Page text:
George Crowder here performs the almost impossible feat of tidying up Isaiah Berlin’s somewhat scattered, imprecise and inconsistent accounts of his views without oversimplification or misrepresentation. He emulates the Berlinian virtue of sympathetic identification with his subject, but without forfeiting critical distance. This exceedingly fruitful approach yields far and away the best vade mecum to Berlin’s ideas yet written. But not only has Crowder given us a masterly exposition; he also brilliantly develops some of the vaguer clues left by Berlin, adding substantially to Berlin’s intellectual legacy in a spirit entirely in keeping with his own work. It is as if an unfinished cathedral were completed by a new architect who intuited the vision of its original designer. Berlin would surely have applauded this exciting and original book, and learnt much from it.

Jinkins, Michael, Christianity, Tolerance and Pluralism: A Theological Engagement with Isaiah Berlin’s Social Theory (London/New York, 2004: Routledge)

Aarsbergen-Ligtvoet, Connie, Isaiah Berlin: A Value Pluralist and Humanist View of Human Nature and the Meaning of Life (Amsterdam/New York, 2006: Rodopi)

Burtonwood, Neil, Cultural Diversity, Liberal Pluralism, and Schools: Isaiah Berlin and Education (London, 2006: Routledge)

Crowder, George, and Henry Hardy (eds), The One and the Many: Reading Isaiah Berlin (Amherst, NY, 2007: Prometheus); minor corrections listed here

Hama Shinichiro, Berlin no Jiyuu Ron: Tagenteki Liberarizumu no Keifu [Berlin on Liberty: A Genealogy of Pluralist Liberalism] (Tokyo, 2008: Keiso Shobo): also discusses Joseph Raz, John Gray, Judith Shklar, Avishai Margalit and Michael Ignatieff, and examines the tradition of liberalism based on the concept of individual autonomy rather than on the principles of justice

Milosevich, Mira, and Julio Crespo (eds), Isaiah Berlin: un liberal en perspectiva ([Madrid,] 2008: FAES)

Piatti Morganti, Bruna, Isaiah Berlin: L’ethos in politica: una questione in-attuale (Urbino, 2008: QuattroVenti)

Hardy, Henry (ed.), The Book of Isaiah: Personal Impressions of Isaiah Berlin (Woodbridge, 2009: The Boydell Press in association with Wolfson College, Oxford); minor corrections listed here

Hardy, Henry, Kei Hiruta and Jennifer Holmes (eds), Isaiah Berlin and Wolfson College, with a foreword by Hermione Lee (Oxford, 2009: Wolfson College) [a 68-page pamphlet published for the centenary of IB’s birth]

L. Kopylov, T. Pozdnyakova and N. Popova, ‘I eto bylo tak’: Anna Akhmatova i Isaiya Berlin [‘That’s How It Was’: Anna Akhmatova and Isaiah Berlin] (St Petersburg, 2009: The Anna Akhmatova Museum at Fountain House): the dates of the 1945–6 meetings between AA and IB that IB wrote about are probably 15–16 November 1945 and 5 January 1946; this book claims that there were further visits, again lasting into the early hours, on 17–18 and either 18–19 or 19–20 November, and also a meeting on 2 January – five meetings in all. IB never referred to any such additional meetings, but the evidence cited for them is not unpersuasive. See also The Times Literary Supplement ‘Commentary’ article.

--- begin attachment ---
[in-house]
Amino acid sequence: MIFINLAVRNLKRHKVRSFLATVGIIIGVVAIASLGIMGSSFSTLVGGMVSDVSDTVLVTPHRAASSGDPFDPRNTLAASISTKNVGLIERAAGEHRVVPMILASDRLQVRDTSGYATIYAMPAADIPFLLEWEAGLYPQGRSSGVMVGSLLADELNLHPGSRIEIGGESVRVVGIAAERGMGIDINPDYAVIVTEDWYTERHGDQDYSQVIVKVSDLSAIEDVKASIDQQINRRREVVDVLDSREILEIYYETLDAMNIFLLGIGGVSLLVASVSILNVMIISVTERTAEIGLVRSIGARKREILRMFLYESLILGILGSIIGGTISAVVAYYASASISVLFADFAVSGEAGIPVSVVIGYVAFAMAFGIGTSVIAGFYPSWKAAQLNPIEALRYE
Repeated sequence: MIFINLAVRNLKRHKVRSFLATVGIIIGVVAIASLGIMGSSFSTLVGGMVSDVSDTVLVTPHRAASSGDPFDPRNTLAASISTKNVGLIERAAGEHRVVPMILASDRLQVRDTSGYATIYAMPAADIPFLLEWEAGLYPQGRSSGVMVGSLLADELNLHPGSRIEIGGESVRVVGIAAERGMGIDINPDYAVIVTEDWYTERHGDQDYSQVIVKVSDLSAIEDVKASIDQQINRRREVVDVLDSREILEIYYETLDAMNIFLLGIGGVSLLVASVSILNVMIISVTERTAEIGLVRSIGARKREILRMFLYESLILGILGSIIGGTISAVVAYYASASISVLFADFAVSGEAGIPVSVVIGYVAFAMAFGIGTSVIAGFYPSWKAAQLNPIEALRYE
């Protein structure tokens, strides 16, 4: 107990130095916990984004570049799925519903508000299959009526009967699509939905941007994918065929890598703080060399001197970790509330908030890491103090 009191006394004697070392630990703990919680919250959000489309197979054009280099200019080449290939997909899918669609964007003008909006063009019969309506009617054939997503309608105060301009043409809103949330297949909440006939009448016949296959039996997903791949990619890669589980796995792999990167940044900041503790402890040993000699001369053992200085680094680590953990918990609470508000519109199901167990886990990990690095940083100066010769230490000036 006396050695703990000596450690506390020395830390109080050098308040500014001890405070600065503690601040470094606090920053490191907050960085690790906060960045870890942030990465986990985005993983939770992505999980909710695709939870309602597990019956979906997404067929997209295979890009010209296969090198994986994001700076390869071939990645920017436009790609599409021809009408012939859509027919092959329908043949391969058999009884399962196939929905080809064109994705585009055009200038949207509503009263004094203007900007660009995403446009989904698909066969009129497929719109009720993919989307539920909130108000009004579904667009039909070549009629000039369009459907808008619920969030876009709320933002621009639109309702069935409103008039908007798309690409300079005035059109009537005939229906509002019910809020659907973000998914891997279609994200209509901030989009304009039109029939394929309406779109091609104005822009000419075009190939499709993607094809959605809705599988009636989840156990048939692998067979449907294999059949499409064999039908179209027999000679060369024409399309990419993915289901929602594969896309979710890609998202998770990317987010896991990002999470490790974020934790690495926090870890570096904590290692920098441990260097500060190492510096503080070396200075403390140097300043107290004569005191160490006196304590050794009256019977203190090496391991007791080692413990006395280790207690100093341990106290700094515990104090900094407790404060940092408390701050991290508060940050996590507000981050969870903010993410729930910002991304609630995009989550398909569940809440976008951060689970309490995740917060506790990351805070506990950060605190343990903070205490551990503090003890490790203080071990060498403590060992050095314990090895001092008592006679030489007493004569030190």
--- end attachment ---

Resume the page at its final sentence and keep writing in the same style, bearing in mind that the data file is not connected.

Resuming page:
Geraldo Ramírez, Jorge (ed.), Isaiah Berlin: utopía, tragedia y pluralismo (Medellín, 2010: Fondo Editorial Universidad Eafit)

Kamimori Ryo, Isaiah Berlin: Tagenshugi no seiji tetsugaku [Isaiah Berlin: The political philosophy of pluralism] (Tokyo, 2010: Shunjusha)

Nasu Kosuke, Berlin toiu nano shisoushika ga ita: ‘Hitori no hito’ wo tooshite ‘Yononaka’ he [There Lived a Historian of Thought named Berlin: Through ‘a Person’ to ‘the World’] (Kyoto, 2010: Henshu Kobo SURE)

Badillo O'Farrell, Pablo (ed.), Filosofía de la razón plural: Isaiah Berlin entre dos siglos (Madrid, 2011: Bibliotheca Nueva)

Walicki, Andrzej, Encounters with Isaiah Berlin: Story of an Intellectual Friendship (Frankfurt am Main etc., 2011: Peter Lang); first published in Dialogue and Universalism

Dubnov, Arie M., Isaiah Berlin: The Journey of a Jewish Liberal (London, 2012: Palgrave Macmillan)

Baum, Bruce and Robert Nichols (eds), Isaiah Berlin and the Politics of Freedom: ‘Two Concepts of Liberty’ 50 Years Later (New York and London, 2013: Routledge)

Cherniss, Joshua L., A Mind and Its Time: The Development of Isaiah Berlin’s Political Thought (Oxford, 2013: Oxford University Press)

Caute, David, Isaac and Isaiah: The Covert Punishment of a Cold War Heretic (New Haven and London, 2013: Yale University Press)

Butin, Alexis, Isaiah Berlin, libéral et pluraliste (Paris, 2014: Michel Houdiard)

Della Casa, Alessandro, L’equilibrio liberale: storia, pluralismo e libertà in Isaiah Berlin [The Liberal Balance: History, Pluralism and Freedom in Isaiah Berlin] (Naples, 2014: Guida)

Liu, Dong and Xiangdong Xu (eds), Yisaiya Bolin yu dangdai zhongguo: ziyou yu duoyuan zhijian [Isaiah Berlin and Contemporary China: Between Liberalism and Pluralism] (Nanjing, 2014: Yilin Press); proceedings of a conference, ‘Isaiah Berlin and Contemporary China’, held on 10 March 2011 at Tsinghua University

Translation of Postscript

This volume is the proceedings of the ‘Isaiah Berlin and Contemporary China’ conference held in Beijing from 10 to 12 March 2011. Professor Xu and I were the initiators of this conference, held under the auspices of the Academy of Chinese Learning, Tsinghua University, and co-sponsored by Yilin Press.

The conference participants included scholars working on Isaiah Berlin from all over the world – from Tsinghua University, Peking University, Zhejiang University, Sun Yat-Sen University, Shandong University, the Chinese University of Hongkong, Academia Sinica, Flinders University, McGill University, the University of Cambridge, Cardiff University, New York University, Brown University, the University of Vermont, Tulane University and the University of Notre Dame. Moreover, scholars from Yale University who were not able to be present also submitted papers.